and yet if the wish should shape the will, if the will should create a way, and ever the divine magnet should draw the true metal of the desiring mind, far, oh, how far even then is the grand event, though the whole mechanism of the vast creation may be moving, with the man, to meet it. But in our present sphere of environment there is also a desired event, and here it may be truly said, that the perfection of humanity is the sole and only end. “Man,” says the Quietist, St. Jure, “is the king and prodigy of all things visible.” He is also the mystical Aristolochia, “the splendid white flower which is red inside, like the Stone of the Philosophers itself,” as it is affirmed in the Astrum Solis. There is indeed no good begun which has ultimately another object. Is it the researches of science? They are for the amelioration or instruction of mankind. Is it the aspirations of religion? They are nourished for his interior exaltation. Is it the glory of God, which theology dreams can be increased in its accidental aspect? Then man is magnified in a process which institutes a peculiar relation with Deity, and represents him as an instrument in the extension of divine beatitude. Is it, once more, the poet’s vision? Then, assuredly, its object is to beautify the life of man, to transfigure his environment, to idealize his form of subsistence, to actualize, about him, and in him, all that is most transcendental in the transcendent creations of sublimed intelligence. The “splendor of wit which springs a thunderbolt,” the “satire which burns and purifies the world,” the “true aim,” and the “fair purpose,” all forms which thought may take, all principles which may energize action, all laws which may rule in expression, exist and act with man for their end, as he is also their agent. From whatever point on the horizon of possibility we may elect to start, we must end in man.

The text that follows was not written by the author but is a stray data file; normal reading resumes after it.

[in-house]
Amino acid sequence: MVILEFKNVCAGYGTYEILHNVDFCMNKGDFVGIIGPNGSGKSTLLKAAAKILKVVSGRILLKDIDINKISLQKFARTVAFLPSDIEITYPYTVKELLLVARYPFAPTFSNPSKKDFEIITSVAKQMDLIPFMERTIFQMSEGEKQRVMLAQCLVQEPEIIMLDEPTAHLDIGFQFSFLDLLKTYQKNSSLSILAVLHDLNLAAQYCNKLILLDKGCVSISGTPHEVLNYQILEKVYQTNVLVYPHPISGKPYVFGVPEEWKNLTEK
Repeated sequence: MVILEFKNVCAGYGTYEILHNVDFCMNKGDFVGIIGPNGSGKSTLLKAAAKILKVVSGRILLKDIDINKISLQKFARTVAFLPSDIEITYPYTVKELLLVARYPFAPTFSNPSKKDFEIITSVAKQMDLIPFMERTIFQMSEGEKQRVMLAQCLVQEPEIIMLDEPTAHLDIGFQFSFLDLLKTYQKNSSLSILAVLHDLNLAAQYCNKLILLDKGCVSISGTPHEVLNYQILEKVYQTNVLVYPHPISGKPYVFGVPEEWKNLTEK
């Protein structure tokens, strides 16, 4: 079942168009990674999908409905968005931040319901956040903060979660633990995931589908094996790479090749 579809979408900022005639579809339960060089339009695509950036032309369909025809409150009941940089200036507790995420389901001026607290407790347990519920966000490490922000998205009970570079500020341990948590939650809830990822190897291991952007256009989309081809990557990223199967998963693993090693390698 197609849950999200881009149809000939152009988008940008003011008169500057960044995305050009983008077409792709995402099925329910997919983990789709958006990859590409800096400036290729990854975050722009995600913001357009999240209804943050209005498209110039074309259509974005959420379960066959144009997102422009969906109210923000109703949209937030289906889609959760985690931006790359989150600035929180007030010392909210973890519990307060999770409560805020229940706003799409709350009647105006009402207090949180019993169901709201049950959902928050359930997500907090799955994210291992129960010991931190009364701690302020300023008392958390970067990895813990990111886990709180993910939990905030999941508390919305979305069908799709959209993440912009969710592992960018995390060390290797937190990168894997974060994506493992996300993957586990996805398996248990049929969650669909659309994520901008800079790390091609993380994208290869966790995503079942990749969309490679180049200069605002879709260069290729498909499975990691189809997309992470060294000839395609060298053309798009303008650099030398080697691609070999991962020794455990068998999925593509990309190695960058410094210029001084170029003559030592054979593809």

In a particular and eminent way, the transcendental philosophy deals with the one, universal, and eternal subject, for ever beginning and never ending, in its highest aspect; and in this book of philosophical transcendence we have labored, 0 Sons of the Doctrine, to focus all that has been conceived and dreamed under the prophetic influence of the “far hyaline of light” concerning the grandeur and beauty and perfection of the supreme summit of evolution whereon Man shall one day stand; to enquire also by what processes it may be possible to attain that beatified subsistence. But there is the race, and there are the individuals who compose it, and our mystic research is concerned with both, with the race here manifested, in sphered here among the fluxional pageantry and emblazonment of the phenomenal world, yet not less with the permanent individualities that lay aside ever and continually their vanishing personal part, their conditioned and exterior manifestation, and are withdrawn into the noumenal world, into the realities which subtend, into the sphere of the Heaven of Paracelsus — the eternal “quintessence.” Of them what?